Maybe this is an unfair question, because the reality is they won’t be able to do so.
The Padres were 12th in the National League this past season with 132 home runs and 665 runs scored. Meanwhile, Adrian Gonzalez hit 31 home runs and drove in 101 runs — that’s 23.5 percent and 15.2 percent of their offense, respectively. Taking a quick look at their team page over at Baseball Reference and you’ll see that no other Padres player topped either 13 home runs (Will Venable) or 58 RBI (Chase Headley). That’s a huge void to fill.
Making matters worse is that Kyle Blanks, who many considered a logical in-house replacement for Gonzalez at first base, is currently recovering from Tommy John surgery. Dan Hayes of the North County Times writes that the Padres believe Blanks will be able to swing a bat by spring training and that his arm will be 75 percent by then. Still, it’s hard to count on him for the early part of the 2011 season. Meanwhile, Anthony Rizzo is unlikely to arrive in the major leagues until late in the 2011 season or early 2012.
With that in mind, Hayes expects the Padres to look for help in free agency. We’re not talking about high-profile types like Paul Konerko or Carlos Pena, but temporary stop-gaps like Troy Glaus or Xavier Nady would make some sense.
The U.S. Supreme Court has rejected an appeal from the city of San Jose arising out of the failure of the city’s antitrust claims against Major League Baseball. The lower court losses which frustrated the city’s lawsuit will stay in place.
By way of background, San Jose sued Major League Baseball in June 2013 for conspiring to block the A’s relocation there on the basis of the San Francisco Giants’ territorial claim. The city said the territory rules violated federal antitrust laws. As I wrote at the time, it was a theoretically righteous argument in a very narrow sense, but that the City of San Jose likely did not have any sort of legal standing to assert the claim for various reasons and that its suit would be unsuccessful.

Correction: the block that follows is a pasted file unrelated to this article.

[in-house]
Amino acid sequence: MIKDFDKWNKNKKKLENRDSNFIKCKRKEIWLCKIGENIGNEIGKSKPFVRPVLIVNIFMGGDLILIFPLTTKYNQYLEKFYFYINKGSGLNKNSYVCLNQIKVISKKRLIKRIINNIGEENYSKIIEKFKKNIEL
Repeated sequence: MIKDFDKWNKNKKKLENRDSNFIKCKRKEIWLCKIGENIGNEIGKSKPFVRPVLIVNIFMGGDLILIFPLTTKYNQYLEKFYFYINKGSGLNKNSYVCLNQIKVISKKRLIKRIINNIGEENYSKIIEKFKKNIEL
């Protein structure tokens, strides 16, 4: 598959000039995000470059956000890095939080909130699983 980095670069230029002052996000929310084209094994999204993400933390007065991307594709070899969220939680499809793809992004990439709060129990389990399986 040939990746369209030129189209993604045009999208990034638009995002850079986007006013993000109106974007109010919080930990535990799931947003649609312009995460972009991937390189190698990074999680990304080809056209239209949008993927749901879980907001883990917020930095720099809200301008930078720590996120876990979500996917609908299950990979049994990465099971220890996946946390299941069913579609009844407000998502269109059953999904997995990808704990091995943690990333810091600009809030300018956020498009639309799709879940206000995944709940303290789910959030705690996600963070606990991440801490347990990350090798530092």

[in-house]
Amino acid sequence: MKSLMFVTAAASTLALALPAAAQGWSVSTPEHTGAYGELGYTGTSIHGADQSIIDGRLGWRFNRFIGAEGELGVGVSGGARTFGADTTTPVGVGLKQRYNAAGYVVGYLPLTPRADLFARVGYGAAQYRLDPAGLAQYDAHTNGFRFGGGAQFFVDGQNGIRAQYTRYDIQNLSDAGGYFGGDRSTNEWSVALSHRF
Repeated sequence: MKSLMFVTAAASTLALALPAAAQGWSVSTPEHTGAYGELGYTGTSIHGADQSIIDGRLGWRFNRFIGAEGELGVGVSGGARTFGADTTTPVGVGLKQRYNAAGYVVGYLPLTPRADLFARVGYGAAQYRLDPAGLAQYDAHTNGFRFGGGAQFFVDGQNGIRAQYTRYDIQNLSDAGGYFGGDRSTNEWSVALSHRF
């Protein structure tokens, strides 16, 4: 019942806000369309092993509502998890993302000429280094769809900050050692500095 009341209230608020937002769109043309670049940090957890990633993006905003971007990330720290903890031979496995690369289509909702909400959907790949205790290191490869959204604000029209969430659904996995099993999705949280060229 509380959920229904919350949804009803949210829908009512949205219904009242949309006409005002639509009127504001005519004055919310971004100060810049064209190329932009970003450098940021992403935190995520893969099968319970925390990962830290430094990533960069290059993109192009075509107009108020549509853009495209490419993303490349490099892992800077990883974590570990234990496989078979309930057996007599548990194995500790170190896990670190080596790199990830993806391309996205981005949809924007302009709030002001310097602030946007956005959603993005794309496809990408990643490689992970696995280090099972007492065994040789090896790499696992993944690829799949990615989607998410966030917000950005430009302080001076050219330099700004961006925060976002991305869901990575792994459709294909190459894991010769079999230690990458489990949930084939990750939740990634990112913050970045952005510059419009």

And now it is.
If there is ever to be a righteous legal challenge of the territorial system, it’ll almost certainly have to come from a club itself. Given the way in which MLB vets its new owners, however, and given how much money these guys rake in, in part, because of the territorial system, its unlikely that that will ever happen.
Mike Trout may not win another MVP award, because Josh Donaldson of the Blue Jays had a great season and voters seem to be leaning his way, but the Angels center fielder just completed his fourth MVP-caliber campaign in four full seasons as a major leaguer.
Trout has now either won the MVP or (presumably) finished runner-up at age 20, age 21, age 22, and age 23. And there were certainly cases to be made that he was deserving of all four MVP awards. It’s been an incredible start to a career. But how incredible?
Here are the all-time leaders in Wins Above Replacement through age 23:
37.6 – Mike Trout
36.0 – Ty Cobb
34.2 – Ted Williams
31.4 – Mel Ott
30.1 – Ken Griffey Jr.
29.7 – Mickey Mantle
27.7 – Alex Rodriguez
27.5 – Al Kaline
26.7 – Arky Vaughan
26.5 – Rogers Hornsby
I mean, just look at the 10 names on that list. Ridiculous, and Trout sits atop all of them.
Trout has been the subject of intense MVP-related debates in three of his four seasons, but regardless of which side of that coin you favor don’t let it obscure the fact that we’re witnessing something truly special here. There’s certainly room to quibble with the exact rankings–WAR is merely one prominent and easy way to do such things–but however you slice it Trout has been one of the best handful of players in the history of baseball through age 23.